• Release of monoamines serotonin and norepinephrine block spinal cord nociceptive transmission


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Cho et al: fMRI Neurophysiological Evidence of Acupuncture Mechanisms. Medical Acupuncture 2002; 14:16-22.


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  • Previous studies have shown a correlation between specific acupoints and a corresponding functional cortical area.

  • Stimulation of acupoints results in cortical activation in a corresponding functional region of the brain.

  • Hypothesized that acupuncture signals are projected to higher brain centers via the spinal cord.

  • Acupuncture mechanisms are mediated through higher centers of the brain.


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Interventions:

  • Pain stimulation was achieved by hot water immersion of subject’s index finger.

  • Meridian acupuncture needling at a specific acupoint.

  • Sham acupuncture needling at an arbitrary point.


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Outcome measure: Findings on fMRI imaging in the anterior cingulated cortex and thalamic areas.


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Conclusions: Acupuncture appears to inactivate brain regions involved in the transmission and perceptions of pain.


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Acupuncture Methodology

Varied approaches to practice of Acupuncture

Meridians and points are universally accepted

Each approach differs in choice of points and method of stimulation

Goal: To restore the flow of qi


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Acupuncture Methodology

Classical acupuncture is the traditional practice according to the principles of Taoism.

  • French/Vietnamese meridian energetics

  • Auricular acupuncture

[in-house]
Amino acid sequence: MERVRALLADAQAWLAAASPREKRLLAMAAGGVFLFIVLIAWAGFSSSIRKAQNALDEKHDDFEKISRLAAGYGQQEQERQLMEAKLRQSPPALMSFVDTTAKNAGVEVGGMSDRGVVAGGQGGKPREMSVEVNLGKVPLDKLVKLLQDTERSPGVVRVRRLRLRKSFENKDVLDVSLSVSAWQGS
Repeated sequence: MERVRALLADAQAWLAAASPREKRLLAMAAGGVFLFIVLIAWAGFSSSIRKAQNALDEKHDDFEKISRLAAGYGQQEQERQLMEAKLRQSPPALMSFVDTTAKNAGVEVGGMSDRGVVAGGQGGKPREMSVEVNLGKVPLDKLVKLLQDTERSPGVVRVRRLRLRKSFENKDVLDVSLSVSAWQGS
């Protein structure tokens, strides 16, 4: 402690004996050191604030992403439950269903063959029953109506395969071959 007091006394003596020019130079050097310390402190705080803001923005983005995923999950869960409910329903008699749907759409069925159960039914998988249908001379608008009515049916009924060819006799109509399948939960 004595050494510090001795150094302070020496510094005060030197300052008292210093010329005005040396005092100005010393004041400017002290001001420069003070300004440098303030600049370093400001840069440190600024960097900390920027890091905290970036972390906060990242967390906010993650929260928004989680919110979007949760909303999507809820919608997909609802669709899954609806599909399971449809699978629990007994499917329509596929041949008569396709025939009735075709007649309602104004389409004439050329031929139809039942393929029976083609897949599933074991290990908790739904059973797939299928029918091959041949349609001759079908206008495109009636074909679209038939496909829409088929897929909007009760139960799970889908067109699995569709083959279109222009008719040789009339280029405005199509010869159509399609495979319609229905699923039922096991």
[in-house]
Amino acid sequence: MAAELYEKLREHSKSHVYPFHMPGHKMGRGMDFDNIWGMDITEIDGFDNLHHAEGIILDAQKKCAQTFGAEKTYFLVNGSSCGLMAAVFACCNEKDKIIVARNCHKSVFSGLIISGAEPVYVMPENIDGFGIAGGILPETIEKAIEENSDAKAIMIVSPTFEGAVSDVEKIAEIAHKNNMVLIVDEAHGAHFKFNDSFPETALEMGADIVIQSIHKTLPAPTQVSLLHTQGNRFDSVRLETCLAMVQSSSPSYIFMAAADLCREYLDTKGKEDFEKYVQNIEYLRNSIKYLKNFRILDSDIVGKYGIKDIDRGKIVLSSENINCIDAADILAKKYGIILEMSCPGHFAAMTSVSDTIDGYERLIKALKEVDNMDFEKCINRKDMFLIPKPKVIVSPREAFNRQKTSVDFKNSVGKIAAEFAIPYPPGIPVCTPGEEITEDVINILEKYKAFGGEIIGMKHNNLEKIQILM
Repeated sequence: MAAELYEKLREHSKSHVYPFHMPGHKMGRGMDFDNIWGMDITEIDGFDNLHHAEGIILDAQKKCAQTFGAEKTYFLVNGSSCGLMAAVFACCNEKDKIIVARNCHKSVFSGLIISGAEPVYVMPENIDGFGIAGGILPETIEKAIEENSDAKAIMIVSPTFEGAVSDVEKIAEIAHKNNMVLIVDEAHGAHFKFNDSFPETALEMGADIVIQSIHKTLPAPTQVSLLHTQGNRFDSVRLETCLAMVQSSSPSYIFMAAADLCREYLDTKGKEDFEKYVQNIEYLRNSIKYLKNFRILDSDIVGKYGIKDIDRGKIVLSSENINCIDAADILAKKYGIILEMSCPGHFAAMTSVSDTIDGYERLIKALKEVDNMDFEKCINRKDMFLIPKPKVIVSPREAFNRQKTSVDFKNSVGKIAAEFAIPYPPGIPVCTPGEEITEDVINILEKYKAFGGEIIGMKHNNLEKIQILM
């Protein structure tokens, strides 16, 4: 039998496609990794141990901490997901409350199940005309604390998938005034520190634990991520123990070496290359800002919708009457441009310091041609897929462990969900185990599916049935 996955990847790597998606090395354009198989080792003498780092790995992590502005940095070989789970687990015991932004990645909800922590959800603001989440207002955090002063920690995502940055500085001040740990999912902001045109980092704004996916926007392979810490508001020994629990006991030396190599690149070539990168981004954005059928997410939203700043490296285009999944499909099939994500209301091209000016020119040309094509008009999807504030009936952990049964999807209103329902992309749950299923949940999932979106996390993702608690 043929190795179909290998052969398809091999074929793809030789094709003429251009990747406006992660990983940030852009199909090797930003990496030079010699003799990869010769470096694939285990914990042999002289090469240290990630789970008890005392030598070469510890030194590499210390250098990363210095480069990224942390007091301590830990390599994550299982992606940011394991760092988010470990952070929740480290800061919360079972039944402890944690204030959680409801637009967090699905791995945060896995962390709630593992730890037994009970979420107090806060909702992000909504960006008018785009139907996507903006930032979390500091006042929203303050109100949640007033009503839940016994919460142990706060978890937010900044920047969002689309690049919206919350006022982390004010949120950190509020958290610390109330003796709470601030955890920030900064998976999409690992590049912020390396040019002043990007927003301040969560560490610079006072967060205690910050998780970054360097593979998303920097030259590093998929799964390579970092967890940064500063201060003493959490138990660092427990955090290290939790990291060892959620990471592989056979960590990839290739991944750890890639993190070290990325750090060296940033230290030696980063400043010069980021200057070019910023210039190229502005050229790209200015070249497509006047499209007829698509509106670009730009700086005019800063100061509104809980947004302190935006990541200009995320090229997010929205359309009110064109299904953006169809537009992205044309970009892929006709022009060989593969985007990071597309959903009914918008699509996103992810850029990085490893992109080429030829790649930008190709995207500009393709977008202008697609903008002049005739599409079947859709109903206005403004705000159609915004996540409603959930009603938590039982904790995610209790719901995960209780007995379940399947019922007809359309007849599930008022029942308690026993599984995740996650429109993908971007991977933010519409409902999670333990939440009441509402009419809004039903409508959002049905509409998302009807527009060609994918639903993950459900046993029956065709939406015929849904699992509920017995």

• Korean hand acupuncture

  • Japanese acupuncture

  • Scalp acupuncture

  • Tendinomuscular acupuncture

  • Electroacupuncture


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Acupuncture Technique

Acupuncture needling evokes a sensation termed “de qi”

  • Energy moving needles in the extremities.

  • Energy focusing needles at truncal or local points.

  • Passive needling for dispersion

  • Needle stimulation for tonification.


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Techniques

Tonification for deficient energy requires

some form of needle stimulation:

  • Manually by intermittent twirling, rotation or up and down thrusting of the needle

  • Electrical stimulation

  • Moxibustion

  • Cupping


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Treatment Precautions

Acupuncture, like any other invasive treatment, has its own specific set of contraindications, commonly observed side effects, as well as potential for serious adverse complications


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Contraindications

  • Pregnancy

  • Bleeding diathesis

  • Anticoagulation therapy

  • Rheumatic/valvular heart disease


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Side Effects

  • Local needle pain

  • Vasovagal reactions

  • Psychological responses

  • Bleeding, ecchymosis, hematoma


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Complications

  • Organ injury

  • Infection

  • Pacemaker suppression

  • Needle breakage

  • Skin burns

  • Contact dermatitis


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Acupuncture Indications

In Western medical practice, acupuncture is most applicable in treating pain.

  • In a review of acupuncture studies for chronic pain, Pomeranz (1983) reported a 55 to 85% positive response with a 30 to 33% placebo response

  • Richardson and Vincent (1986) found good evidence from controlled studies that acupuncture provided effective short-term pain relief ranging from 50 to 80%.